The saying goes that “We are our own worst critics.” I beg to differ on that. Cats are the harshest critics. They judge you without remorse.
Nelly is our shop’s resident judge. Yes, even though you’ve never met, you have already been judged.
When it comes to making prints though, you have lots of cool options. When I got my current printer, I was using Cura for awhile. It worked great, was relatively simple to use and did the job. Then I learned about PrusaSlicer. It delves notably deeper into the world of printing options. So naturally I then gravitated towards it so that I have as many options as possible for doing the work.
Yet recently, Cura has been luring me back with a couple of features that are just not available in PrusaSlicer. Namely lighting Infill and Tree Supports.
Infill, is basically the material that goes inside of solid sections of the print. Well, not really solid as very few 3D prints are completely solid, that would be a big waste of material, not to mention time. You can get equally as strong parts by simply using a pattern to ‘infill’ the model. There are quite a few different patterns, each having pros and cons to them. Some simply better suited for different tasks/models to be printed.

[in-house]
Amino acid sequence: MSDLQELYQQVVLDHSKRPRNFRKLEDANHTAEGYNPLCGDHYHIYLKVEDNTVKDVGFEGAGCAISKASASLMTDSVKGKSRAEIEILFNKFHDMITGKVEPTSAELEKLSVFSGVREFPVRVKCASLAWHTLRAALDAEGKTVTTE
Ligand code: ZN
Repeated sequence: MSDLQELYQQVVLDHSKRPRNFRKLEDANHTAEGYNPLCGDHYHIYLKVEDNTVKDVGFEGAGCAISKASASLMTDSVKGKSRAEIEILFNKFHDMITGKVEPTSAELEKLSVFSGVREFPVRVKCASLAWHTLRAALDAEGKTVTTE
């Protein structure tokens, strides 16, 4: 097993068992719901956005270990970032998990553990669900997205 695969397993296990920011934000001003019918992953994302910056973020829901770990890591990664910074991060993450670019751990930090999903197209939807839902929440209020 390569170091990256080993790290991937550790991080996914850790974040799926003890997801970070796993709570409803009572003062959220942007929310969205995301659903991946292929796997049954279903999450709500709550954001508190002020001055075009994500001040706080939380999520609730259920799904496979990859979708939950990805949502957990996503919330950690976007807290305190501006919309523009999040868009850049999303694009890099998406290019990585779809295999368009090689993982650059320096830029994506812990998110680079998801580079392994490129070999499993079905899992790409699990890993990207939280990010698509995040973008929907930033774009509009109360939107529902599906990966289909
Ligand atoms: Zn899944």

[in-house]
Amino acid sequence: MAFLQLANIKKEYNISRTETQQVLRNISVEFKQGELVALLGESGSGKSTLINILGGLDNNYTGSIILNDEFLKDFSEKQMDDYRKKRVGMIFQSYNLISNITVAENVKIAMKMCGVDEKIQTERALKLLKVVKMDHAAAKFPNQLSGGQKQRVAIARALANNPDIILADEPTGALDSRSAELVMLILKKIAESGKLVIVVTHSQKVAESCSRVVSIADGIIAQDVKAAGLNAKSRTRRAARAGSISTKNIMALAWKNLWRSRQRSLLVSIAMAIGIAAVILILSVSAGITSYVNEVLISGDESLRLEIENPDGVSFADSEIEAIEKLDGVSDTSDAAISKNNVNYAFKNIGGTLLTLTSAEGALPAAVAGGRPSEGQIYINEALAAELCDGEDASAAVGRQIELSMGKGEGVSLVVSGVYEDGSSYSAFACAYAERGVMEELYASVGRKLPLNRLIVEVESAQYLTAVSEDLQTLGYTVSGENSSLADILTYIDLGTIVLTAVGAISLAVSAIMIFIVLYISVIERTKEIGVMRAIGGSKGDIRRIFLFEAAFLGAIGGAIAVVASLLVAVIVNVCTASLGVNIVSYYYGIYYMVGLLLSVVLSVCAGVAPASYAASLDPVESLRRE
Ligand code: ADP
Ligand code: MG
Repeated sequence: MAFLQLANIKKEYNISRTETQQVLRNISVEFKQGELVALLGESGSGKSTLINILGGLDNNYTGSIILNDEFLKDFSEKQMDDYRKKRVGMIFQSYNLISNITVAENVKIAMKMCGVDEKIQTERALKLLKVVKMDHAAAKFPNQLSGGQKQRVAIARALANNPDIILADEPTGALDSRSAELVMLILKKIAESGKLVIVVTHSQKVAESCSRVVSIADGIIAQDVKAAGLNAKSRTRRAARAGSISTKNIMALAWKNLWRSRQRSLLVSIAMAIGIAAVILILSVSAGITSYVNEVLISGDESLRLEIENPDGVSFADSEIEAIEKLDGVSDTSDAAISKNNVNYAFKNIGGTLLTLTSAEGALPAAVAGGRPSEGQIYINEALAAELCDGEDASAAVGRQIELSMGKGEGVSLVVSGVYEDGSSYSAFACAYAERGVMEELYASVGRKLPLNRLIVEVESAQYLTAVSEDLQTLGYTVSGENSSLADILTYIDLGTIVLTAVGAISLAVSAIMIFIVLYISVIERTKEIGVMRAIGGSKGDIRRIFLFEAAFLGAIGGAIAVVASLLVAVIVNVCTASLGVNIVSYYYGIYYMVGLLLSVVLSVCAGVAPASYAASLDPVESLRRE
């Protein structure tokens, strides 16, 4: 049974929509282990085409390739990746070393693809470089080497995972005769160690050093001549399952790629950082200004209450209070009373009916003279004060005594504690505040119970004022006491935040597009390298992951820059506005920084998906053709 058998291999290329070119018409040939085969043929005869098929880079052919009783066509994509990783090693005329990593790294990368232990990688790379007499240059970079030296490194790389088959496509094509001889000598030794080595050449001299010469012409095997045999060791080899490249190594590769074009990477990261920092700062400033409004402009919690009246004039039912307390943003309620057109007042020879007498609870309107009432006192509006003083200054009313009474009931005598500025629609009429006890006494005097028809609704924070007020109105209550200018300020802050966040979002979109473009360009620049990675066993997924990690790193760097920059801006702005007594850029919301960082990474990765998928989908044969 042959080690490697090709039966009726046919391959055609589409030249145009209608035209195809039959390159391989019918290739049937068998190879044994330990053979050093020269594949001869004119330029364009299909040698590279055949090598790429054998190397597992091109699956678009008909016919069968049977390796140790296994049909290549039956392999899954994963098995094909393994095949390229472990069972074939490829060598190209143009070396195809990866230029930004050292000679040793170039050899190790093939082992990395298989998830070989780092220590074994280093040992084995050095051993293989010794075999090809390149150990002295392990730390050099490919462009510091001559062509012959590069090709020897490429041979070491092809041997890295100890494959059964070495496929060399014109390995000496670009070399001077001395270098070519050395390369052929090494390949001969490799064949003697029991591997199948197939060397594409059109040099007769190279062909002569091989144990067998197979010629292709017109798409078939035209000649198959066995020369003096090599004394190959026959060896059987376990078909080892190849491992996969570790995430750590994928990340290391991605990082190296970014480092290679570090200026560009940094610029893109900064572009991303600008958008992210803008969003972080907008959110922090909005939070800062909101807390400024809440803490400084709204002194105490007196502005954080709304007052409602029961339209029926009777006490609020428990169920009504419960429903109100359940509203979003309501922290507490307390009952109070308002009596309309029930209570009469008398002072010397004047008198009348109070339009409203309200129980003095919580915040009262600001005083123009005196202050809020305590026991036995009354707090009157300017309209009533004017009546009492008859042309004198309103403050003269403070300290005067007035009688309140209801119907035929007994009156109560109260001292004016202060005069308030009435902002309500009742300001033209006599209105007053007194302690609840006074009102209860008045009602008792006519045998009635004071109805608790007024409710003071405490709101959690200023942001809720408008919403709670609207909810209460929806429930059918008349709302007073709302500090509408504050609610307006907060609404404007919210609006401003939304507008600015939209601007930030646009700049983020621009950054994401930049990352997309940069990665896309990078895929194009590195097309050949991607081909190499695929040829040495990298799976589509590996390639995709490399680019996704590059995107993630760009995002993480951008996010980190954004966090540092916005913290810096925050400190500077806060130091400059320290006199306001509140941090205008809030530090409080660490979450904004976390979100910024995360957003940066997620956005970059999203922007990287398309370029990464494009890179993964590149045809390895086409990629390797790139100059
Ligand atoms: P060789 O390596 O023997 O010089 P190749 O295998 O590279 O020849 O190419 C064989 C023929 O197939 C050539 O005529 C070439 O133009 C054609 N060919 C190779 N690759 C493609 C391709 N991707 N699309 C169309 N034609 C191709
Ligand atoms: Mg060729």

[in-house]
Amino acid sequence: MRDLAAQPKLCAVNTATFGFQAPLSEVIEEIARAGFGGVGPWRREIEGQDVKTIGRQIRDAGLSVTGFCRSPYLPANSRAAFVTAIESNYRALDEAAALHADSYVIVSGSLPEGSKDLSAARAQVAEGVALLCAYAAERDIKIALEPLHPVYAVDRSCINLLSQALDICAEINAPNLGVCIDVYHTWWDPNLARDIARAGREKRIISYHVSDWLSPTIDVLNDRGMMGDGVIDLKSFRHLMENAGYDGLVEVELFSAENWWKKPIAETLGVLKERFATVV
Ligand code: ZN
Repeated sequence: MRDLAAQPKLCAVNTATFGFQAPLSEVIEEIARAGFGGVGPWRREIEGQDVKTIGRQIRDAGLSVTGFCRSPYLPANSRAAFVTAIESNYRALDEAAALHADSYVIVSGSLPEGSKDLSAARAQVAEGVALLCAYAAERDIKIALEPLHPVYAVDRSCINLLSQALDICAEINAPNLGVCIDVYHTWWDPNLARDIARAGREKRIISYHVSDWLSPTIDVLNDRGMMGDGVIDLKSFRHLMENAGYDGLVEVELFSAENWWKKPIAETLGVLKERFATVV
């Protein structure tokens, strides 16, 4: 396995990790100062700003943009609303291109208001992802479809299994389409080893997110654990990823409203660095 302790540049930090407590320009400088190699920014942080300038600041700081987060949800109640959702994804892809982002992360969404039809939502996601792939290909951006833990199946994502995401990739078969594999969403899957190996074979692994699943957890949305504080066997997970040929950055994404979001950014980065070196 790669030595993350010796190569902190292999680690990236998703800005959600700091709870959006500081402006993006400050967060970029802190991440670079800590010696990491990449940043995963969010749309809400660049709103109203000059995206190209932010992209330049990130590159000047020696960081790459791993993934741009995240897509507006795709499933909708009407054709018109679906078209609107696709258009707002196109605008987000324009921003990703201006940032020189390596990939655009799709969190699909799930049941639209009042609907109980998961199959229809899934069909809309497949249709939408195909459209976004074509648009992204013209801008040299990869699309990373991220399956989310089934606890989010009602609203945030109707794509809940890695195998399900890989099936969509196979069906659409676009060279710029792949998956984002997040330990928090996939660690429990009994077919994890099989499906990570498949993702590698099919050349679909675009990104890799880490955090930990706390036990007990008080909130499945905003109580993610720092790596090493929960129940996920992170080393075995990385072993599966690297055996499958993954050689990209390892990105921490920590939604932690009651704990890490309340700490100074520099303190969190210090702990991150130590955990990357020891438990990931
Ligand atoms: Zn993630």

I’ll just talk about Lightning Infil and as you guessed it, the pattern is like….well, lightning. It’s a much more ‘organic’ structure to it. Using it gives support in the areas that really do need it while using less material to do so. This is very key in some obvious ways. Using less material reduces cost as well as print time with only some sacrificing any structural quality. Of course, if you need something strong, you just use a different infill pattern. As 3D printing is not a fast process, any time saving tricks are greatly appreciated.
In one example, I setup a giant 12x12x12 in cube. Using the ‘default’ infill pattern, I was looking at a 23 DAY print time. Yikes. Using Lightning Infill, suddenly I could get it done in 11 Days. 11! That is a MASSIVE time saver for the idea. I could literally print two of them in the same time frame using the default infill pattern.
The next thing that has hooked me on Cura is Tree Support. No, I don’t mean that they go and plate trees. I mean the fact that when printing models that need a support structure, a “Tree Support” is another organic structure that using less material, less time and is actually easier to remove, thus saving more time again.
So I’ll be using Cura a bit more often but not for every print. Purpose will determine which application I’ll use and as long as the applications are simple, Cura is likely to be a go-to program to use for setting up my models to print.